ICASA pleads for its independence

Simnikiwe Mzekandaba
By Simnikiwe Mzekandaba, IT in government editor
Johannesburg, 06 Mar 2018
Telecoms stakeholders are participating in a two-day consultation workshop about the ECA Bill.
Telecoms stakeholders are participating in a two-day consultation workshop about the ECA Bill.

The Independent Communications Authority of SA (ICASA) believes the powers it currently holds in terms of spectrum management should not be limited, as proposed in the Draft Electronic Communications Amendment (ECA) Bill.

This sentiment was shared by the ICASA CEO Willington Ngwepe. He was delivering the regulator's presentation on day one of an industry consultation workshop held at the Lombardy Boutique Hotel in Pretoria.

ICASA is one of 43 industry stakeholders that have been invited to provide oral input on their concerns and support regarding the mooted changes in the ECA Bill.

The two-day workshop is organised by the Department of Telecommunications and Postal Services (DTPS) in an effort to further unpack the key features that give shape to the ECA Bill. According to the DTPS, it decided to establish the workshop as part of a consultative process with stakeholders following submission of written comments on the draft ECA Bill.

The Bill, which seeks to give effect to the policy objectives set out in the National Integrated ICT Policy White Paper, contains provisions such as spectrum allocation, rapid deployment policy and the proposed wholesale open access network (WOAN), which have garnered widespread criticism from some stakeholders in the sector.

ICASA was first up to present its submissions, and Ngwepe did not hold back on the potential impact the amendments will have not only for the regulator but the sector as a whole.

According to him, in terms of current legislation ICASA has the power to control and plan aspects of frequency spectrum management. However, one of the key provisions in the ECA Bill proposes that this power be taken away.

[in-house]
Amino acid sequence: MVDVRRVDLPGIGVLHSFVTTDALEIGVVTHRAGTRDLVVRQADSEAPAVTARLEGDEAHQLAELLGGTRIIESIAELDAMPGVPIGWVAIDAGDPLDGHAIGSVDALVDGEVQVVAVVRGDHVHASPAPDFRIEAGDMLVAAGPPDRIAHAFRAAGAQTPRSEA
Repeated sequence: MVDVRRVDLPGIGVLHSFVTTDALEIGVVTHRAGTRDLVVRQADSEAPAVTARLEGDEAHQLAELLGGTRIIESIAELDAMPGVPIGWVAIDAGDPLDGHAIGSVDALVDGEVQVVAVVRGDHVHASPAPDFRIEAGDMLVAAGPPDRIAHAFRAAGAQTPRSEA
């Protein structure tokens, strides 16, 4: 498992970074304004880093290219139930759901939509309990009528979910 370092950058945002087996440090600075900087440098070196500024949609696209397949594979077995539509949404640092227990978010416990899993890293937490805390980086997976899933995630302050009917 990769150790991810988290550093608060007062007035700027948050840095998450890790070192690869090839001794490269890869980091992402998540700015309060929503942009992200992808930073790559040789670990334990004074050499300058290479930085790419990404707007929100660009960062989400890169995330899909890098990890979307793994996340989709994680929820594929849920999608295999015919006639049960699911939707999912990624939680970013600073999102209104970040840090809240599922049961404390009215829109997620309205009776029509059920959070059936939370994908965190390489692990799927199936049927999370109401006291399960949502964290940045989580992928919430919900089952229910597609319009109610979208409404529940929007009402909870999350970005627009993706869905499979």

In its current form, the ECA Bill proposes for the regulator's functions to be limited to administering, managing spectrum assignment, licensing, monitoring and enforcement of spectrum.

"Our view is that the power to control and plan all matters pertaining to frequency spectrum should lie with the regulator. We think it is certainly appropriate and best practice to have an independent regulator fulfilling this function."

Ngwepe said this function also speaks to the independence of the regulator, not only where the broadcasting sector is concerned but the entirety of the ICT sector.

"The principle of regulatory independence is viewed as critical in the regulation of the ICT sector. The proposed dilution of ICASA's role in respect to spectrum planning, management and control is in our view inconsistent with our international commitments. We think that it falls foul of international commitments but to a greater extent falls foul of the provisions of the Constitution."

Ngwepe also highlighted some of the regulator's concerns regarding the creation of a WOAN and the independence of ICASA.

According to him, while the regulator believes there is merit in wanting to establish a WOAN, the issue is that the model should not undermine fair competition in the sector. Instead, it should be such that it incentivises investment in the sector and promotes an enabling environment for information to thrive.

The Bill clearly states that unassigned high-demand spectrum must be assigned to the WOAN and that will be following policy direction by the minister, said the ICASA CEO.

"We are of the view that the creation of a WOAN, especially if it going to be monopolistic, will fall outside of the principles of competition and also undermine all the initiatives that government is staking to stimulate investment and it could potentially undermine efforts of innovation by the industry.